Calling itself “Europe’s fastest growing airline,” Eurowings, a low-cost offshoot of Lufthansa, planted its flag in New York City this week, as part of an aggressive expansion that will grow its route map by some 30 percent this year.
At an industry event in New York to promote the new route — Eurowings’ six-times weekly service between JFK International Airport and Dusseldorf — the airline also rolled out a brand-new inflight business class product. The new BIZ class will feature lie-flat beds and other amenities designed to distinguish it from other front-of-the-plane offerings on low-fare carriers, like Norwegian, which do not offer a flat-bed option.
Eurowings already serves four other U.S. cities: Miami, Fort Myers, Las Vegas and Seattle, from both Dusseldorf and its other main hub in Munich. But, until recently, it has primarily focused on Europe-originating traffic.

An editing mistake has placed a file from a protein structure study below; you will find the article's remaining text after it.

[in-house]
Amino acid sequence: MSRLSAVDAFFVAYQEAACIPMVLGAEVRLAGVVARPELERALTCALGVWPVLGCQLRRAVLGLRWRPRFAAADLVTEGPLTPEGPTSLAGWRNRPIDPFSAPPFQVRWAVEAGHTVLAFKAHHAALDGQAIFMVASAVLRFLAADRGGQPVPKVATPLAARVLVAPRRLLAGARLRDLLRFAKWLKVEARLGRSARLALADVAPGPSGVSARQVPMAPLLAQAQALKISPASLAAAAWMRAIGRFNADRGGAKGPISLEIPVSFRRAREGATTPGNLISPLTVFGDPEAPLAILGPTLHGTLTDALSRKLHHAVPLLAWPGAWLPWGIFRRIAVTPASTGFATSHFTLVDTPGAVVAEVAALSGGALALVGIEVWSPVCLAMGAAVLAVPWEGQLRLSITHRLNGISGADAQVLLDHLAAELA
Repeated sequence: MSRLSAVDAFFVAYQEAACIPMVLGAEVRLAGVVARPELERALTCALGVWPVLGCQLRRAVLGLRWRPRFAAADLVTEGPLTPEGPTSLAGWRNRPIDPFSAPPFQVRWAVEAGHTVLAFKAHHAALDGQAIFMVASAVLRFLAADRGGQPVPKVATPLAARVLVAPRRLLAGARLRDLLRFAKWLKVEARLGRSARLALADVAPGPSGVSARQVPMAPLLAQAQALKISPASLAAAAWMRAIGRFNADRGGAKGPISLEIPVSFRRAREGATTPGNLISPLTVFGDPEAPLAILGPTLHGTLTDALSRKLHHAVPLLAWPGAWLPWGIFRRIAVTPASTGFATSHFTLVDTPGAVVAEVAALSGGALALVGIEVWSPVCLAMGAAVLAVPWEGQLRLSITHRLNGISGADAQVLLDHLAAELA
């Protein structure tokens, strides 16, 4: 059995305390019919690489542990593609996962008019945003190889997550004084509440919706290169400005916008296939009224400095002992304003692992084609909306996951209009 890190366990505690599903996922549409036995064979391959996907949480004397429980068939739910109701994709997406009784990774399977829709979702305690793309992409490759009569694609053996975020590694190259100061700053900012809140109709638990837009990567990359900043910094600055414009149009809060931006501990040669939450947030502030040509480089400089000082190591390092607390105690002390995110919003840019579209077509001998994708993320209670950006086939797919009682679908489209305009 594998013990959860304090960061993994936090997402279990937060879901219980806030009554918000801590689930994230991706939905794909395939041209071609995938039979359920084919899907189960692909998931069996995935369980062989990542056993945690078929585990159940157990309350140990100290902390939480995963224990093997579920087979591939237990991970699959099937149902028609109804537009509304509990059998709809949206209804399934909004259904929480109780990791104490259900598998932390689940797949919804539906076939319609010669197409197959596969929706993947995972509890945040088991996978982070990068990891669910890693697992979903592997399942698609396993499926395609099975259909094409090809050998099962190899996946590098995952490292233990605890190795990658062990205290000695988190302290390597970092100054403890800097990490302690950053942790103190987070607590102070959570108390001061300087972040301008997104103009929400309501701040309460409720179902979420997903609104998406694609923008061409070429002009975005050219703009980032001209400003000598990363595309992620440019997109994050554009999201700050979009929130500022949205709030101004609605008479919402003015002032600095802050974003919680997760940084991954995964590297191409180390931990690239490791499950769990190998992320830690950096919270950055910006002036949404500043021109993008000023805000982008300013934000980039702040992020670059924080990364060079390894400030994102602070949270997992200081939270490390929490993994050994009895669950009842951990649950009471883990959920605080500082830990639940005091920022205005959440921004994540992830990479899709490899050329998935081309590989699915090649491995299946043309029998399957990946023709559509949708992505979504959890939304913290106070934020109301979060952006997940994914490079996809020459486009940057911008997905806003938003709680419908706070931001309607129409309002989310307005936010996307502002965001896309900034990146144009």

The addition of New York’s JFK coincides with a new push to reach U.S. consumers, especially more price-conscious travelers who are already flocking to upstart transatlantic contenders like Norwegian, Wow and Level.
In an interview, Tamur Goudarzi Pour, Lufthansa’s VP of the Americas, said that Eurowings will also capitalize on its Dusseldorf hub, which is less congested than mega-hubs like Frankfurt and Munich, and can offer fast connections to dozens of cities.
“It’s a close-in airport, within 15 minutes from downtown”, he said, noting that Dusseldorf is a major industrial center. And it is also a convenient gateway for leisure travelers who are heading for the Rhine region of Germany or to the nearby countries of Holland and Belgium. Given the popularity of river boat cruises, the airport’s location is even more of an asset, he said. It is also growing as a transit hub with flights to some 70 other destinations around Europe and beyond.
The New York to Dusseldorf route will be flown with Airbus A340-300 aircraft, with 18 BIZ class seats, 21 “Best” seats with more legroom, and 261 coach seats. To add to the boutique feel, the airline will offer German specialties such as local craft beers and apple crisps from a Hamburg start-up.
The carrier currently has a fleet of 185 aircraft, with a mix of short-haul narrowbodies and long-distance widebodies, and plans to increase that to 210 planes this year.